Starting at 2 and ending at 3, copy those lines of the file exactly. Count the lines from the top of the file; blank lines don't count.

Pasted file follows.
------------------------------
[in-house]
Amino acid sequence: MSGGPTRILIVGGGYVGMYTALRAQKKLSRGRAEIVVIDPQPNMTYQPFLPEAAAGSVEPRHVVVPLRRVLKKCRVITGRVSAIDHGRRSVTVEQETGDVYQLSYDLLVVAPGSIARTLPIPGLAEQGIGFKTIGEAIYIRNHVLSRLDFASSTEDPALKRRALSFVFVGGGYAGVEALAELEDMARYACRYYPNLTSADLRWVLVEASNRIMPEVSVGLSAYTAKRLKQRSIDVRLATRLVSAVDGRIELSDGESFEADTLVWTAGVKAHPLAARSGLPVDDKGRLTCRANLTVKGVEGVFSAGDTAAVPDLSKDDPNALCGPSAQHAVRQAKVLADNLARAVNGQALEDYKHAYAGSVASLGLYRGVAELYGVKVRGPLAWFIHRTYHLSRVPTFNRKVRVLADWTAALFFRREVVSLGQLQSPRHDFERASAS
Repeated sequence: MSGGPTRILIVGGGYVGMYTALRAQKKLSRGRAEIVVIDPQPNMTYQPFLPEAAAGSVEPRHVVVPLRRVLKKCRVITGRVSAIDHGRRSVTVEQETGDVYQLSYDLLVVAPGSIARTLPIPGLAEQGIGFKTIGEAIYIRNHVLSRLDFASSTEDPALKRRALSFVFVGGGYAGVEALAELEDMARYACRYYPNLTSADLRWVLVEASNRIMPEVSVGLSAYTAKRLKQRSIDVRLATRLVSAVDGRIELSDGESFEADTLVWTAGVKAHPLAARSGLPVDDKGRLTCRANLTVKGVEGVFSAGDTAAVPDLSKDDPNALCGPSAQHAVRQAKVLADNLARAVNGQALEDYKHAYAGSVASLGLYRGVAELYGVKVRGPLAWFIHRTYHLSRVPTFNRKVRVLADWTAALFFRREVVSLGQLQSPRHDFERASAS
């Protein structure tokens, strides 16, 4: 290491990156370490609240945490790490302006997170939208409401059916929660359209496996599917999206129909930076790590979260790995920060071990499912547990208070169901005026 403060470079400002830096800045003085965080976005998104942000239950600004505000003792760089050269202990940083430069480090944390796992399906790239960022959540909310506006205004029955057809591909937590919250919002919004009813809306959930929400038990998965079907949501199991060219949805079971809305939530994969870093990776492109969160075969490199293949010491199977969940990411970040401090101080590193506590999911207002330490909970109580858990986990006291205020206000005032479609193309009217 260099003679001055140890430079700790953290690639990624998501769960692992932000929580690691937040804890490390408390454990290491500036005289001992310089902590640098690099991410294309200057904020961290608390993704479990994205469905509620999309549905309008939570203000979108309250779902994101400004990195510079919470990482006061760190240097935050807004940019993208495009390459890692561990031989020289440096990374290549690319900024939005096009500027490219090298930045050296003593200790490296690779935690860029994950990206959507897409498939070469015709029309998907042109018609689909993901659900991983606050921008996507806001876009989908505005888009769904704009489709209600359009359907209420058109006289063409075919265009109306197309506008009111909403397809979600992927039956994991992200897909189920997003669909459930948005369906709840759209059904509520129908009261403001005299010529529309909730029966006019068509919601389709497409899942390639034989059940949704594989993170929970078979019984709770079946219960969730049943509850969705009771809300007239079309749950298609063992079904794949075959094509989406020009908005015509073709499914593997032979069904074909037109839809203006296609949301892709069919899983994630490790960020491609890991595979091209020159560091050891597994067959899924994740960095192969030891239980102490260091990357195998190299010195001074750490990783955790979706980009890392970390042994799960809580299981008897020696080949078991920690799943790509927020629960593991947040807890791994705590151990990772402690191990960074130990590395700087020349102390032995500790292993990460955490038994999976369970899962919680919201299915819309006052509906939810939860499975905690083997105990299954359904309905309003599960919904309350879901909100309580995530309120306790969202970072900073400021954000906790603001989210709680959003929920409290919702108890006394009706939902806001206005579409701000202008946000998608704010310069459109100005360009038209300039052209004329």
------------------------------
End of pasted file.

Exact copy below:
Amino acid sequence: MSGGPTRILIVGGGYVGMYTALRAQKKLSRGRAEIVVIDPQPNMTYQPFLPEAAAGSVEPRHVVVPLRRVLKKCRVITGRVSAIDHGRRSVTVEQETGDVYQLSYDLLVVAPGSIARTLPIPGLAEQGIGFKTIGEAIYIRNHVLSRLDFASSTEDPALKRRALSFVFVGGGYAGVEALAELEDMARYACRYYPNLTSADLRWVLVEASNRIMPEVSVGLSAYTAKRLKQRSIDVRLATRLVSAVDGRIELSDGESFEADTLVWTAGVKAHPLAARSGLPVDDKGRLTCRANLTVKGVEGVFSAGDTAAVPDLSKDDPNALCGPSAQHAVRQAKVLADNLARAVNGQALEDYKHAYAGSVASLGLYRGVAELYGVKVRGPLAWFIHRTYHLSRVPTFNRKVRVLADWTAALFFRREVVSLGQLQSPRHDFERASAS
Repeated sequence: MSGGPTRILIVGGGYVGMYTALRAQKKLSRGRAEIVVIDPQPNMTYQPFLPEAAAGSVEPRHVVVPLRRVLKKCRVITGRVSAIDHGRRSVTVEQETGDVYQLSYDLLVVAPGSIARTLPIPGLAEQGIGFKTIGEAIYIRNHVLSRLDFASSTEDPALKRRALSFVFVGGGYAGVEALAELEDMARYACRYYPNLTSADLRWVLVEASNRIMPEVSVGLSAYTAKRLKQRSIDVRLATRLVSAVDGRIELSDGESFEADTLVWTAGVKAHPLAARSGLPVDDKGRLTCRANLTVKGVEGVFSAGDTAAVPDLSKDDPNALCGPSAQHAVRQAKVLADNLARAVNGQALEDYKHAYAGSVASLGLYRGVAELYGVKVRGPLAWFIHRTYHLSRVPTFNRKVRVLADWTAALFFRREVVSLGQLQSPRHDFERASAS